Monday, 30 January 2017

Monday quote


If you go to a theater for a $10 flick, and you hand the cashier a $20, you expect $10 in change, not $5 or $2. It doesn't matter that in "his truth" or in "his story" $5 + $10 = $20, the real truth is that $10 + $10 = $20, and nobody can tell you different. Even if you are a card-carrying post-modern, some things are absolutely true. Math is one of them, at least when you are buying and selling using your own money.

Tom Pittman

Monday, 23 January 2017

Monday quote

It had never occurred to me, as a general moral principle, that two educated men were for ever forbidden to talk sense about a particular topic, because a lot of other people had already voted on it. What is the matter with that attitude is the loss of the freedom of the mind. There can be no liberty of thought unless it is ready to unsettle what has recently been settled, as well as what has long been settled. We are perpetually being told in the papers that what is wanted is a strong man who will do things. What is wanted is a strong man who will undo things; and that will be a real test of strength.

GK Chesterton

Sunday, 22 January 2017

Hypocrisy: false virtue signalling or injustice

The New York times references a study on why we dislike hypocrites.
We contend that the reason people dislike hypocrites is that their outspoken moralizing falsely signals their own virtue. People object, in other words, to the misleading implication — not to a failure of will or a weakness of character.
The authors blame the issue of honesty: hypocrites signal virtue that they do not have

I don't think this rightly identifies the reason we dislike hypocrisy, though in part this may be due to the definition of hypocrisy. From the abstract
We propose that hypocrites are disliked because their condemnation sends a false signal about their personal conduct, deceptively suggesting that they behave morally. We show that verbal condemnation signals moral goodness (Study 1) and does so even more convincingly than directly stating that one behaves morally (Study 2). We then demonstrate that people judge hypocrites negatively — even more negatively than people who directly make false statements about their morality (Study 3). Finally, we show that “honest” hypocrites — who avoid false signaling by admitting to committing the condemned transgression — are not perceived negatively even though their actions contradict their stated values (Study 4). Critically, the same is not true of hypocrites who engage in false signaling but admit to unrelated transgressions (Study 5).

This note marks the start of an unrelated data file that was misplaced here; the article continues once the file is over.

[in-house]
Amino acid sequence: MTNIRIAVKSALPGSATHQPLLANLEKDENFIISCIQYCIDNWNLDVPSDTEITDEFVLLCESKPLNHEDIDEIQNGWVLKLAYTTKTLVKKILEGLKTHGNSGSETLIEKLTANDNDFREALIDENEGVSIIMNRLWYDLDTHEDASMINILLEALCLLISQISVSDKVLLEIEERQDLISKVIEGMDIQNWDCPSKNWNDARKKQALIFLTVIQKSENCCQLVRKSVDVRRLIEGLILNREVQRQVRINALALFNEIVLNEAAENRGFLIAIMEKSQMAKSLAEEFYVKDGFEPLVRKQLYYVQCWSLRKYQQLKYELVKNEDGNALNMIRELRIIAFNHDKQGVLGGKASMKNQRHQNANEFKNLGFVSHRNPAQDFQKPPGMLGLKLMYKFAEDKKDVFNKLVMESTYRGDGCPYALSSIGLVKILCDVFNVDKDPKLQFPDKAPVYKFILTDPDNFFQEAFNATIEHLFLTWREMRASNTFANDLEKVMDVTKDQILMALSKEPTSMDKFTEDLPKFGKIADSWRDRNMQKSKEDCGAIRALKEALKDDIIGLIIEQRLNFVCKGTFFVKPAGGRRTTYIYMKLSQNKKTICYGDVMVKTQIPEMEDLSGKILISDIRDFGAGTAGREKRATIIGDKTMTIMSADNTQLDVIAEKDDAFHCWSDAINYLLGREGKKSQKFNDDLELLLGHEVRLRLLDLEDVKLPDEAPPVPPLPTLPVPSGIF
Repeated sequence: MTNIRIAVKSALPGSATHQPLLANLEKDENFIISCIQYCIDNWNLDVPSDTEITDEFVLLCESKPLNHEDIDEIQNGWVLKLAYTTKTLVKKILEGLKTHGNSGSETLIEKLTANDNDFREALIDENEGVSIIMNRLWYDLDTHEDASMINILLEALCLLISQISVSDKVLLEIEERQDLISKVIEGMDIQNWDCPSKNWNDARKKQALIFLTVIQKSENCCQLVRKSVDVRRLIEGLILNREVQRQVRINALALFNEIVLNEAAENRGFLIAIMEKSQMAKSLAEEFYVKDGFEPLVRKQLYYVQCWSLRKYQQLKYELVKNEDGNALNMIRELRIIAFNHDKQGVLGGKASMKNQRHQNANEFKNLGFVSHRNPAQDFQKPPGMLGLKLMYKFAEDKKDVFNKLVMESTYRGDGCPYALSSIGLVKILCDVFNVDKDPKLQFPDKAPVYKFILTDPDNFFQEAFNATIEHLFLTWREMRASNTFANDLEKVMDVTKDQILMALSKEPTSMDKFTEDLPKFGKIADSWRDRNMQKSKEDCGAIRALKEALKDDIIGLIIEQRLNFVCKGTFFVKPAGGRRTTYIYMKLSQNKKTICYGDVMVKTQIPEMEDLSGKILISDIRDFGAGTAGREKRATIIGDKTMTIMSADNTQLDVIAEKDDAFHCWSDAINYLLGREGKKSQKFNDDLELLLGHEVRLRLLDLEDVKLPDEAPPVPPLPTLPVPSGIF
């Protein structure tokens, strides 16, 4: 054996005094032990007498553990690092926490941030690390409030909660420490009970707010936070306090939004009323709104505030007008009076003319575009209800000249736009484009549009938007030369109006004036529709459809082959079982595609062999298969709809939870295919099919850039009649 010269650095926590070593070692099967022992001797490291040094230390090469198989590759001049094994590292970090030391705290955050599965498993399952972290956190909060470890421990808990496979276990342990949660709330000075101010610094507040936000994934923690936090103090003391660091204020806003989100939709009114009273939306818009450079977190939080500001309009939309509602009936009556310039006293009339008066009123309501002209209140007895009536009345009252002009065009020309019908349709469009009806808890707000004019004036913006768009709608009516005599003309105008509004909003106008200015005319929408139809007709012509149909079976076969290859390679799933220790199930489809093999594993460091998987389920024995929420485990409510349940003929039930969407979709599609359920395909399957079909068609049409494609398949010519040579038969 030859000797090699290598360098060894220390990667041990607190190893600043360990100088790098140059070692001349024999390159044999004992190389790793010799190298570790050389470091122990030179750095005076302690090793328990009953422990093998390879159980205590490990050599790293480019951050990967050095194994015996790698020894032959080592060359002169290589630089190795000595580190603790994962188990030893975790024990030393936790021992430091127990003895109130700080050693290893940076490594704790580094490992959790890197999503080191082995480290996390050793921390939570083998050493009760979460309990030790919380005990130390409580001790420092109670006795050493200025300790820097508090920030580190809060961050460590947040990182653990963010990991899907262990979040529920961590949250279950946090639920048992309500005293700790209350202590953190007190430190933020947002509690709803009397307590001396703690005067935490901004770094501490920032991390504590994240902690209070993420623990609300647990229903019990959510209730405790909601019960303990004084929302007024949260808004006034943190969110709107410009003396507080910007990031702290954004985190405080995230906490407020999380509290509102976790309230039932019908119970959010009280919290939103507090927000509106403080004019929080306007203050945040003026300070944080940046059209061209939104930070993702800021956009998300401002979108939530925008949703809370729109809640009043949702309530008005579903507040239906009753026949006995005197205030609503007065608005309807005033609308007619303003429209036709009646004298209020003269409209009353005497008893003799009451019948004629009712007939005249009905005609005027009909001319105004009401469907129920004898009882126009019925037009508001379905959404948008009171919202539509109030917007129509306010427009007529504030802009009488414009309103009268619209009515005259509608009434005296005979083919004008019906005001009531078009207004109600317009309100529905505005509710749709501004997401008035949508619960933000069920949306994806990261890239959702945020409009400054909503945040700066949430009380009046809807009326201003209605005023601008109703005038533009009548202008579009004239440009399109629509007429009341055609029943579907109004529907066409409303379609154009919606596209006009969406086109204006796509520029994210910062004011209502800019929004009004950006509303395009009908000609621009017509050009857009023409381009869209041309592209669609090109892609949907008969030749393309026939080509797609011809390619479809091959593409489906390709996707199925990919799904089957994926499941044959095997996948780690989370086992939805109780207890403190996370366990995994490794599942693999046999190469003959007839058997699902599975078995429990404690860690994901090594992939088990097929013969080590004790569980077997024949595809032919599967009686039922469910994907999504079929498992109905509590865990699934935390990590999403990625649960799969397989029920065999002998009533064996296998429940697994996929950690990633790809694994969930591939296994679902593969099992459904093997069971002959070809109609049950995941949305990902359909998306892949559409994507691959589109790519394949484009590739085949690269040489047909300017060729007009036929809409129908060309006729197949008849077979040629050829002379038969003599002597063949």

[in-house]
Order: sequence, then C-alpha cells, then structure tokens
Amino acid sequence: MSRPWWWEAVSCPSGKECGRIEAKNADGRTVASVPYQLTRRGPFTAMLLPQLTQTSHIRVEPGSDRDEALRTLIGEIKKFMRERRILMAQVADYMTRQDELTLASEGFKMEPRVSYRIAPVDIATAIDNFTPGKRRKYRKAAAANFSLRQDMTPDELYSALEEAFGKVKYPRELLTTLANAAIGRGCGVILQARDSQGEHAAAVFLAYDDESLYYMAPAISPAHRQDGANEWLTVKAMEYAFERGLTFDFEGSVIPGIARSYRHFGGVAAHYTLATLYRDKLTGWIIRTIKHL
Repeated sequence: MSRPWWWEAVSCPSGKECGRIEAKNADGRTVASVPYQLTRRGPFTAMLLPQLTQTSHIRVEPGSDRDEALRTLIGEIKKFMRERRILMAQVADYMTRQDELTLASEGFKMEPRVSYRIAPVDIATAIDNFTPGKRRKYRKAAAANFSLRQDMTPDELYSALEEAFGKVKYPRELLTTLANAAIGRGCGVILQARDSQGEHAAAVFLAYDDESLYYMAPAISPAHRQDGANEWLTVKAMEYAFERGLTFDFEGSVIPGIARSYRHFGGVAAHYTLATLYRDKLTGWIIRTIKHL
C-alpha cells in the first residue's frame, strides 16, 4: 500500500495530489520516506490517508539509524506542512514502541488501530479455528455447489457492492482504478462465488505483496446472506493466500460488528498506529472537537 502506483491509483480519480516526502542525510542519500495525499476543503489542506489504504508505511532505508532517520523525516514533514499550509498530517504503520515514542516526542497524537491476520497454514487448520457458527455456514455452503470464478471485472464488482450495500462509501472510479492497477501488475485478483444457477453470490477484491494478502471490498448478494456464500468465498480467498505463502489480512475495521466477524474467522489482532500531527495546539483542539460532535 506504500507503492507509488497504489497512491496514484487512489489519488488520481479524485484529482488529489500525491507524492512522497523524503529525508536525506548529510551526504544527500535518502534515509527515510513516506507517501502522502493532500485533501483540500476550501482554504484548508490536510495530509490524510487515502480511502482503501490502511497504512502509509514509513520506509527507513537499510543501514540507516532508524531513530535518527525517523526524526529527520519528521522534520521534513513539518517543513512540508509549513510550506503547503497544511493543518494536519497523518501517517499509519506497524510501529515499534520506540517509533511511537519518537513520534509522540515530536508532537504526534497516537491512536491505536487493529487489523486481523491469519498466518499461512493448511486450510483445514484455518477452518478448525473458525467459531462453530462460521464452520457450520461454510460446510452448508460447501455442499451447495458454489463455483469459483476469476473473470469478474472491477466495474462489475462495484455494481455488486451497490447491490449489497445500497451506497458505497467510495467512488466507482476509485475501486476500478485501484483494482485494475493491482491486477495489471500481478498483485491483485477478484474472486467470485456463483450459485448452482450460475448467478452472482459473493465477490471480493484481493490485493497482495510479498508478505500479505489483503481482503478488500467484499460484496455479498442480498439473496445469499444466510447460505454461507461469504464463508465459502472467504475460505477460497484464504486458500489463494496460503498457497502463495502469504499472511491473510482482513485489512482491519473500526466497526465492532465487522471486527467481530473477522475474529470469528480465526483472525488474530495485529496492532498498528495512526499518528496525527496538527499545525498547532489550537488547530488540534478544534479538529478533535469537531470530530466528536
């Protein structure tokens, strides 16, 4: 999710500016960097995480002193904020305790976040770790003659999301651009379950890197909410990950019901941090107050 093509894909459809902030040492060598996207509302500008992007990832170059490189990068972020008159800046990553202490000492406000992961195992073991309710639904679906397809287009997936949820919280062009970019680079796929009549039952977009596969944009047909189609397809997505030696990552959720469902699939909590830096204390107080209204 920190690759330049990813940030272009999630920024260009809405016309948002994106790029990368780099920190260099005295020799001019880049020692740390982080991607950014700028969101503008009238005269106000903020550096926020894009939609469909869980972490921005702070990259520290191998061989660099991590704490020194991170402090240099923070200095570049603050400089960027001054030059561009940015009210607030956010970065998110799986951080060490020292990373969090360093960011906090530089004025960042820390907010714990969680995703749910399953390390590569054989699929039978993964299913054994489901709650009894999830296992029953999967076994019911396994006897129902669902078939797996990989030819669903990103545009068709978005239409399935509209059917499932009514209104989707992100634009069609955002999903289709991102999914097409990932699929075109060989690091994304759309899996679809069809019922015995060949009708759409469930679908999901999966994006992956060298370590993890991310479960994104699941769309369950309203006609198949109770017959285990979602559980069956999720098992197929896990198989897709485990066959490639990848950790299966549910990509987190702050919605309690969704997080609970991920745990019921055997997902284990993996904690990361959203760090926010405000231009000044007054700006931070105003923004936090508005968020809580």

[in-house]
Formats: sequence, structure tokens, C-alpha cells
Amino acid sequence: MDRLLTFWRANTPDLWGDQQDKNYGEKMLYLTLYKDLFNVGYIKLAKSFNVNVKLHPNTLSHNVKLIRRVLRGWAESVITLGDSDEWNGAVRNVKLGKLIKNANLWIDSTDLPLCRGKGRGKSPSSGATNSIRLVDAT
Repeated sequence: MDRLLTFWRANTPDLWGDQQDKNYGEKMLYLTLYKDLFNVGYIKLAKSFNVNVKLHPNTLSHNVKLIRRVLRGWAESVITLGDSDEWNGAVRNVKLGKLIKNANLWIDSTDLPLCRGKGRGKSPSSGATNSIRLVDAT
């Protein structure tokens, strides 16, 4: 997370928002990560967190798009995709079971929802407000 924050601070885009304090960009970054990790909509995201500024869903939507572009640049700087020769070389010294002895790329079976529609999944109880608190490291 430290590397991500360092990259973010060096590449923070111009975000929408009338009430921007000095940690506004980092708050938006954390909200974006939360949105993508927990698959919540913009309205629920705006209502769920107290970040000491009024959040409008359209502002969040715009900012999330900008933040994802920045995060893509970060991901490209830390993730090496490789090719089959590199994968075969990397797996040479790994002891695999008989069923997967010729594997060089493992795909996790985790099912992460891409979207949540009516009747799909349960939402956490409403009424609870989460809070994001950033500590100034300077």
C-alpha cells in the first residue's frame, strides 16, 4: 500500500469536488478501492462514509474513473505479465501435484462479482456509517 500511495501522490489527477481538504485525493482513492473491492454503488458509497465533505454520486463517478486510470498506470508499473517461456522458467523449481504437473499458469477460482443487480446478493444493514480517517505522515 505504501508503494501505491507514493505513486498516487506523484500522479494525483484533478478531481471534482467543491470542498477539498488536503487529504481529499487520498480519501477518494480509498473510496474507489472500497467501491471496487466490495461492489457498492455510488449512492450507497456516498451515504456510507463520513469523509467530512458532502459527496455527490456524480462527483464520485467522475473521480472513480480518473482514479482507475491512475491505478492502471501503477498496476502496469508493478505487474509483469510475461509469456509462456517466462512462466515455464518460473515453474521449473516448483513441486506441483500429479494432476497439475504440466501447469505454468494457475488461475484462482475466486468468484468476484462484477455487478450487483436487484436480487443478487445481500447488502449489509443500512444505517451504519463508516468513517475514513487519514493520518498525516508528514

Hypocrisy is more than not practising what you preach. Paul noted that some preach the gospel out of envy and that, motives wrong, at least Christ is preached (Phi 1:15). Their false virtue signalling, while rejected by him, did not put him him out of sorts (though perhaps Paul was able to identify a benefit that most cannot?). I am not so sure that we dislike hypocrisy because we encounter people fail to live up to what they claim.

The issue of hypocrisy is more in the condemnation aspect of it. Hypocrites do more than just fail to live their morals. Rather that they exempt themselves from the rules for specious reasons while asking others to abide by them. It is as if you and they are being judged in the same court for the same thing and they are the judge. Then they condemn you and acquit themselves.

It is an attack on justice. Not so much an issue of honesty, that they falsely claim their virtue; but an issue of injustice, where a hypocrite demonstrates that he is, in fact, an unjust person and yet he takes on the role of judge and jury.

Monday, 16 January 2017

Monday quote

How quickly death unrobes the great.

Charles Spurgeon, (1834–1892).

Friday, 13 January 2017

Husband help

While men can be unobservant to a fault, their wives can have unreasonable expectations and they can find the negative in genuine attempts at helpfulness. Ingratitude will make a husband believe that while he needs to be kind, at times it does not seem to be worth it. Here is some (increasingly difficult) suggested advice.

Wives, if you are expecting to do a job and your husband does it for you; don't complain, be grateful.

If he completes the job
  • Don't complain that he did not do the job the way you would do it;
  • Be grateful that you do not have to do the job.

If he does not do the job to your standards
  • Don't complain that the job is substandard;
  • Be grateful the job is essentially done and can be quickly spruced up.

If he doesn't finish the job
  • Don't complain the job is incomplete;
  • Be grateful that there is a smaller job to do than otherwise.

If he creates as much work as he saves
  • Don't complain that he created work for you, he didn't;
  • Be grateful he is wanting to help.

If, in the unlikely scenario, he creates more work than he saves
  • Don't complain about all the work he caused you;
  • Be grateful he made a gesture;
  • And if this happens on a regular basis, let him know at an appropriate time that he may be better suited to other tasks.
And whatever you do, don't ask a man to do a job for you while he if actively doing it.

Monday, 9 January 2017

Monday quote

We are to admit no more causes of natural things than such as are both true and sufficient to explain their appearances. Therefore, to the same natural effects we must, so far as possible, assign the same causes.

Isaac Newton

Monday, 2 January 2017

Monday quote

If you don't read the newspaper you are uninformed, if you do read the newspaper you are misinformed.

Mark Twain.

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